Federal Regulations Threaten Reliable Electricity

By Jay Holmquist | New federal regulations will have far-reaching impacts on the electric industry, and consumers, in the years ahead. There will be at least five major rules that will have a significant impact on the cost of generating electricity with our nation’s coal resources.

The EPA continues to work on rules to tighten the air quality standards for certain air pollutants. We expect to see EPA’s proposal regulating emissions of Hazardous Air Pollutants (HAPs) from power plants sometime this year. Also expected are EPA’s proposed regulations to determine whether existing power plants will need to retrofit their cooling systems with cooling towers to minimize “entrainment and entrapment” of fish and other organisms in water intake structures.

The EPA will likely finalize the Clean Air Transport Rule (CATR) that will impact certain parts of the U.S., and may finalize new coal ash regulations in 2011, although they may get pushed into 2012. EPA will also implement its stationary source New Source Review/Prevention of Significant Deterioration climate change regulations and begin the process of setting New Source Performance Standards for “greenhouse” gases from large emitters like power plants and refineries.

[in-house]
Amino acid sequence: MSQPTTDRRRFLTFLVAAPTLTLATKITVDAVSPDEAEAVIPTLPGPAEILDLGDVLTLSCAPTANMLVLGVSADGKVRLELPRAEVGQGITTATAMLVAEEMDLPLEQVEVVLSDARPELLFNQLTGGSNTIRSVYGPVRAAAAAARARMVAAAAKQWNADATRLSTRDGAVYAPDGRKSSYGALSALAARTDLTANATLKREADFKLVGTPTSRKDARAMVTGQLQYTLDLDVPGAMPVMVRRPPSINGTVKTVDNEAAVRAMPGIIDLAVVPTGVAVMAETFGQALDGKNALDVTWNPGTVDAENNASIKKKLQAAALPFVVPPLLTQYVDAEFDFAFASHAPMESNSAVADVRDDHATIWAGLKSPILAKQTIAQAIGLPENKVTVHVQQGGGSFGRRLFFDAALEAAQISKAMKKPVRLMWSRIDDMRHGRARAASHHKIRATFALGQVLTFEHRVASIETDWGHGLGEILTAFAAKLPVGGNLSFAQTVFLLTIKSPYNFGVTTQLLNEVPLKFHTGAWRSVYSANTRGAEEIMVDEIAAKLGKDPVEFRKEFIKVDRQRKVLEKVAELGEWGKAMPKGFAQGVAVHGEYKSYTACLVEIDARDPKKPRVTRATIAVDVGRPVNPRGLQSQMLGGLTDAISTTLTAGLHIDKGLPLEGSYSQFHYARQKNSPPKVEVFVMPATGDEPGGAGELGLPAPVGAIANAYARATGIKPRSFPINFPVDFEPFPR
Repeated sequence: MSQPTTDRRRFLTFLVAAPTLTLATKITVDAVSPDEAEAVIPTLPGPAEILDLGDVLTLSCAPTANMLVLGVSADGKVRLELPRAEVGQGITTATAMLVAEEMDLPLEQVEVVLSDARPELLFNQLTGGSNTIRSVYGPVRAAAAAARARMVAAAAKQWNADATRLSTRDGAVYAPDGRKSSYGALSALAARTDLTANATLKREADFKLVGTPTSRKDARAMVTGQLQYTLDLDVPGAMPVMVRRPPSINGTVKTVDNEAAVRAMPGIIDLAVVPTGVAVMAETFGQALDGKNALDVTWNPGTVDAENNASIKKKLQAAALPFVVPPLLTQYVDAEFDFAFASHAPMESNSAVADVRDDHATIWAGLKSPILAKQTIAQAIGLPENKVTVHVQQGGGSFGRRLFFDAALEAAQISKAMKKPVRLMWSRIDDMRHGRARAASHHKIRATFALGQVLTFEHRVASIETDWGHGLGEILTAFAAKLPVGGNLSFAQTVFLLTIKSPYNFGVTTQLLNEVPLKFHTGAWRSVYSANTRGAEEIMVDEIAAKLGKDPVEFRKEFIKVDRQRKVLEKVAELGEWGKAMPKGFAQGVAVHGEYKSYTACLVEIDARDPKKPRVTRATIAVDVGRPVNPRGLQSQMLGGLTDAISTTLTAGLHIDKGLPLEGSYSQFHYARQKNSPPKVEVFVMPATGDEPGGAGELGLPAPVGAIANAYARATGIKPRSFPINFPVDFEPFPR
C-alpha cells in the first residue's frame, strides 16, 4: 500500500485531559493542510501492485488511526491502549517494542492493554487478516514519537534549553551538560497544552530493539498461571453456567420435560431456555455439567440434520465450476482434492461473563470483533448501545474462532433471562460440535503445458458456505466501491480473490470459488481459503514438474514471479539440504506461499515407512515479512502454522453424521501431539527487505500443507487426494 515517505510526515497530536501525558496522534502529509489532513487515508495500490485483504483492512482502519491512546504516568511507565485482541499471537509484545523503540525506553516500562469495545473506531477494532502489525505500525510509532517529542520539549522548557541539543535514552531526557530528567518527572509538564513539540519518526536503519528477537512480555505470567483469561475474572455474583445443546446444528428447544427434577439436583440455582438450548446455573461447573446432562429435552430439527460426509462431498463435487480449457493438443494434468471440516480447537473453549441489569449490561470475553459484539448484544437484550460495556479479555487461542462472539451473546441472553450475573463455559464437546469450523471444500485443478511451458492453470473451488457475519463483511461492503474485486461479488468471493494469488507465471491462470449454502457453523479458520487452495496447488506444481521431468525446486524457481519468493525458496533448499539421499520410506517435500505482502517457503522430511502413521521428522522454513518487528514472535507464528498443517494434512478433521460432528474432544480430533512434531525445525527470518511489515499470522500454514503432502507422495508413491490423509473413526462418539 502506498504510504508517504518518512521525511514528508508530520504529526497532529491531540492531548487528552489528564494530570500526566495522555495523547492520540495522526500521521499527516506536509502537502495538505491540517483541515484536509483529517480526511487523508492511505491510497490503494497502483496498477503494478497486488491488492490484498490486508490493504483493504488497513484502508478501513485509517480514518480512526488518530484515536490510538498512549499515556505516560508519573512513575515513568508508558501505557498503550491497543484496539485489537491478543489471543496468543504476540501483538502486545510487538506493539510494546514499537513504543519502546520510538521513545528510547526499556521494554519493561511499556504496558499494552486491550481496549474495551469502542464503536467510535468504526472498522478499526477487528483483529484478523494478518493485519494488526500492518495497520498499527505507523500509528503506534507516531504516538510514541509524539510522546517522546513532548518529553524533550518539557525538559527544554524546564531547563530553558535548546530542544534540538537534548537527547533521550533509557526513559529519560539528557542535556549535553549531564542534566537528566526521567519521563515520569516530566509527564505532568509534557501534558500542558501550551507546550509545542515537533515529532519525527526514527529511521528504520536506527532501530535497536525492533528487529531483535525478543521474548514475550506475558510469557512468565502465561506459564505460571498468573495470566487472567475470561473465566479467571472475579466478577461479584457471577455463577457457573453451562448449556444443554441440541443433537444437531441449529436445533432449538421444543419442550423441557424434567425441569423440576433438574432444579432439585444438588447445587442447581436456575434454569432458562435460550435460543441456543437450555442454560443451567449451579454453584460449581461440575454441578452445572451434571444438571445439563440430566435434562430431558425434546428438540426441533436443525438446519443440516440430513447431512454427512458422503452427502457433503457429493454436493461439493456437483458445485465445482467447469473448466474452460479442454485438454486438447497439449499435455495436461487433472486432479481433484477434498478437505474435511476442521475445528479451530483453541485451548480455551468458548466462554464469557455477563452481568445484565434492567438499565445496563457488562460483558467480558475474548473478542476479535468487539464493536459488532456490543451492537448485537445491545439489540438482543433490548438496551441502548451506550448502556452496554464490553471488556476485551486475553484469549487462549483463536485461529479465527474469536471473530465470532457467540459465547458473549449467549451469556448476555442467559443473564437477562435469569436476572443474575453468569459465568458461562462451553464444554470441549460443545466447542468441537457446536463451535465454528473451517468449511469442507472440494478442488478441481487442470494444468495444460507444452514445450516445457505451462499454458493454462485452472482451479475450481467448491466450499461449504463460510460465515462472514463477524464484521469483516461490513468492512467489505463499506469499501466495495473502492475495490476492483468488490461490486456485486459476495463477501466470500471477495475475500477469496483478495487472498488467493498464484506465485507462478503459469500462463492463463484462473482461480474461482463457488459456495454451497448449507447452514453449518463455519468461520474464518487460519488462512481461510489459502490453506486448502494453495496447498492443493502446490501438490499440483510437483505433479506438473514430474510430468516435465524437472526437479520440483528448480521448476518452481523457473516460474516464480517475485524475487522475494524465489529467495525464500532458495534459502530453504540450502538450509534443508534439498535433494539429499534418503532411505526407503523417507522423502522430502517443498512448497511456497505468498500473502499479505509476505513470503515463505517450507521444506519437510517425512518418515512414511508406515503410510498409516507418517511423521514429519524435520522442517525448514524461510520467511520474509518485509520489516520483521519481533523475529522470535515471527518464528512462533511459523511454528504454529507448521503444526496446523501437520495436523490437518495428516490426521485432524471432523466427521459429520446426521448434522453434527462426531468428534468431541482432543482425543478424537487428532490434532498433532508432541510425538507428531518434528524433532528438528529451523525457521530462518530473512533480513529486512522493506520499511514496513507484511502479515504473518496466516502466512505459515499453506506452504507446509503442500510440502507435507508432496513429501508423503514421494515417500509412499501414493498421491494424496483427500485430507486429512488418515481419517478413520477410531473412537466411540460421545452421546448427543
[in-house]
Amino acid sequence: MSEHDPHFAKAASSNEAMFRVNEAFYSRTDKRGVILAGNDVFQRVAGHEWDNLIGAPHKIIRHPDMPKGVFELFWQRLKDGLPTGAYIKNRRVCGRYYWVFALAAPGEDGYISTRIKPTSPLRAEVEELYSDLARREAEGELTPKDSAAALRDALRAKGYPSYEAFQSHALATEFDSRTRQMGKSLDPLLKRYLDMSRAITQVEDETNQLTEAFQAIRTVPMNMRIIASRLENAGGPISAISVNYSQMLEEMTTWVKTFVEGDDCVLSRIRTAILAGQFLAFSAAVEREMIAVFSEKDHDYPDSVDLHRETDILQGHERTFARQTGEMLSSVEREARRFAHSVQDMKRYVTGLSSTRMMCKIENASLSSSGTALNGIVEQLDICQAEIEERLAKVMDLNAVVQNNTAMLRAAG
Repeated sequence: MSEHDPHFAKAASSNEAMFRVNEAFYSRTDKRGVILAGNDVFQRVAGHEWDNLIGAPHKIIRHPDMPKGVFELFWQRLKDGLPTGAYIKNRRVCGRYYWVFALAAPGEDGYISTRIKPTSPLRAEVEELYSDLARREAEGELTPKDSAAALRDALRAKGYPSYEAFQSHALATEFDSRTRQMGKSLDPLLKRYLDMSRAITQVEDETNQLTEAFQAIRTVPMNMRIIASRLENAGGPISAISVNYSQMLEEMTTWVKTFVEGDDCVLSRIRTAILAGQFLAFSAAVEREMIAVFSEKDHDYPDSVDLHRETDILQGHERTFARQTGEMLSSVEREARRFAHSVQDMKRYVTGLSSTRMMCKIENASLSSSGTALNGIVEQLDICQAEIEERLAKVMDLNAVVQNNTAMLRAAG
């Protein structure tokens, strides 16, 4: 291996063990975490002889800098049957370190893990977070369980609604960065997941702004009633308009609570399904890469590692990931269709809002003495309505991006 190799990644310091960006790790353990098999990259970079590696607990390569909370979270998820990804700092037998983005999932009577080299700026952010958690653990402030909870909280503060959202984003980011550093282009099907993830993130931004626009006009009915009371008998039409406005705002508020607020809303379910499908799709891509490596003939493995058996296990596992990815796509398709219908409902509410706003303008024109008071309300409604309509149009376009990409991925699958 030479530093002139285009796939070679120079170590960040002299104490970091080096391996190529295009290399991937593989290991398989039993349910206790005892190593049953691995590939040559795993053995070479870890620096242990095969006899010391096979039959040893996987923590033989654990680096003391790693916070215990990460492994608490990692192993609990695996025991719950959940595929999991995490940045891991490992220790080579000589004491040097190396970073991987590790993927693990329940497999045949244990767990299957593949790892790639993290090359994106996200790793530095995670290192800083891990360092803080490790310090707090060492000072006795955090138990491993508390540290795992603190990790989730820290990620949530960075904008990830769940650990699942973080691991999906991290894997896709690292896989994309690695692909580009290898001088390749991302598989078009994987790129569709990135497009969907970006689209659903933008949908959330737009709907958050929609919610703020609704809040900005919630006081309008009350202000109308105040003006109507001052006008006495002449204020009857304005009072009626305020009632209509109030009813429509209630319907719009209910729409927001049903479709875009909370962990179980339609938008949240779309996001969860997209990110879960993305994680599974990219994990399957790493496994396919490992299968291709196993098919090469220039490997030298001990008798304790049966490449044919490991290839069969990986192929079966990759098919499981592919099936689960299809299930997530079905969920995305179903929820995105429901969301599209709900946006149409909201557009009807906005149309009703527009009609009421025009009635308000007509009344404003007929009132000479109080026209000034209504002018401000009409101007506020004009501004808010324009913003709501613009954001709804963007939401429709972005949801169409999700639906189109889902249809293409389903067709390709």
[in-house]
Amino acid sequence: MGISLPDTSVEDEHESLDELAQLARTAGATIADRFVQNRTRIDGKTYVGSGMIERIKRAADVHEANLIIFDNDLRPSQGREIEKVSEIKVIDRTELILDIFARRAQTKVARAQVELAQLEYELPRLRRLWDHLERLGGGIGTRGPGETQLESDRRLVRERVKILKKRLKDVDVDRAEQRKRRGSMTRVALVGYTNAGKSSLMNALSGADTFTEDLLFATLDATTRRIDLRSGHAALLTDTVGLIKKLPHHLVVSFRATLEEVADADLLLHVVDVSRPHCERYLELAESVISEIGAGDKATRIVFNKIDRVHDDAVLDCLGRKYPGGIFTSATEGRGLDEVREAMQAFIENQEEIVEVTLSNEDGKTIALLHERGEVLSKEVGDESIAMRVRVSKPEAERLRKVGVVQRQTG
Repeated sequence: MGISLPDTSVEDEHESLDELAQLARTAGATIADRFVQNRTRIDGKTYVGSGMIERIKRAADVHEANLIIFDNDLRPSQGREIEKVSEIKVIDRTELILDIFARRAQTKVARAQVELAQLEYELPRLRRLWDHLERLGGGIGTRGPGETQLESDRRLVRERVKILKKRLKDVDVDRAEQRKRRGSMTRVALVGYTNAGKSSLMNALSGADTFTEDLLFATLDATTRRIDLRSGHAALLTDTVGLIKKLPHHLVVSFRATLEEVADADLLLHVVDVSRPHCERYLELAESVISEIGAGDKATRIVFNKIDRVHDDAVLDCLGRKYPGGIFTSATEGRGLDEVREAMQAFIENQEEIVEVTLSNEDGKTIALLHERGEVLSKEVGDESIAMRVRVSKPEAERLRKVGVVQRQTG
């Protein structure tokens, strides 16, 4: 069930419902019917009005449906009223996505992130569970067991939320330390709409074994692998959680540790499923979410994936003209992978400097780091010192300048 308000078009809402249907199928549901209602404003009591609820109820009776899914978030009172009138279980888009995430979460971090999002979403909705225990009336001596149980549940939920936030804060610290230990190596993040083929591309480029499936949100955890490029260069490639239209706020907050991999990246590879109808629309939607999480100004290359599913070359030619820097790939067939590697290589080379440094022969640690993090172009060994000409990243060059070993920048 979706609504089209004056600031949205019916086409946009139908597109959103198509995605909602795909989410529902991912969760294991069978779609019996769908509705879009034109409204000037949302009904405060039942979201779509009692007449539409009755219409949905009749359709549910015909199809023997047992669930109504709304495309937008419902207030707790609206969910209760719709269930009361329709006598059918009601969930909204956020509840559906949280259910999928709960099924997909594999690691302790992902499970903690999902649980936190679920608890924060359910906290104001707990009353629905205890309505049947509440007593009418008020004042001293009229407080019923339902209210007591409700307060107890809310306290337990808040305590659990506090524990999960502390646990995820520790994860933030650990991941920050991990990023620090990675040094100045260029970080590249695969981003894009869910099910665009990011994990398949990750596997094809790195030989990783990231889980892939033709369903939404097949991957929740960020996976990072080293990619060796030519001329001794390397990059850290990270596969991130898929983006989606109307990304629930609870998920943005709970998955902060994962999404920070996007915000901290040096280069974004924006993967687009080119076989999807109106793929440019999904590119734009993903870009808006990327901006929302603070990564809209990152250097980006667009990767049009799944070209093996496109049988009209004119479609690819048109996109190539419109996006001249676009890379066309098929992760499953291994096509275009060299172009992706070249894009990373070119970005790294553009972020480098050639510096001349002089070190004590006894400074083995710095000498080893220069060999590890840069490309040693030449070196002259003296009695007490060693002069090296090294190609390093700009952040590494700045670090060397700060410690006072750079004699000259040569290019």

The latest in a series of recent studies sounds a warning that new EPA regulations can be expected to shut down at least 50,000 megawatts of coal-fired generation capacity nationwide and impose compliance costs as high as $180 billion for the coal plants that continue to operate. This study is the fourth since last spring to reach similar conclusions. The study analyzes economic factors that will affect the choice of retrofitting or retirement for every coal plant currently operating in the U.S.

The study does not even address the cost issues related to greenhouse gas regulations! It focuses on the proposed EPA regulations that will require installation of costly new control equipment, which would likely result in the retirement of tens of thousands of megawatts. Combining all potential retirements could mean the shutdown of as much as one-fifth of installed coal capacity in the U.S.

Where will reliable supplies of electricity come from in the future if the role of coal declines as predicted? Consumers must pay close attention to this question.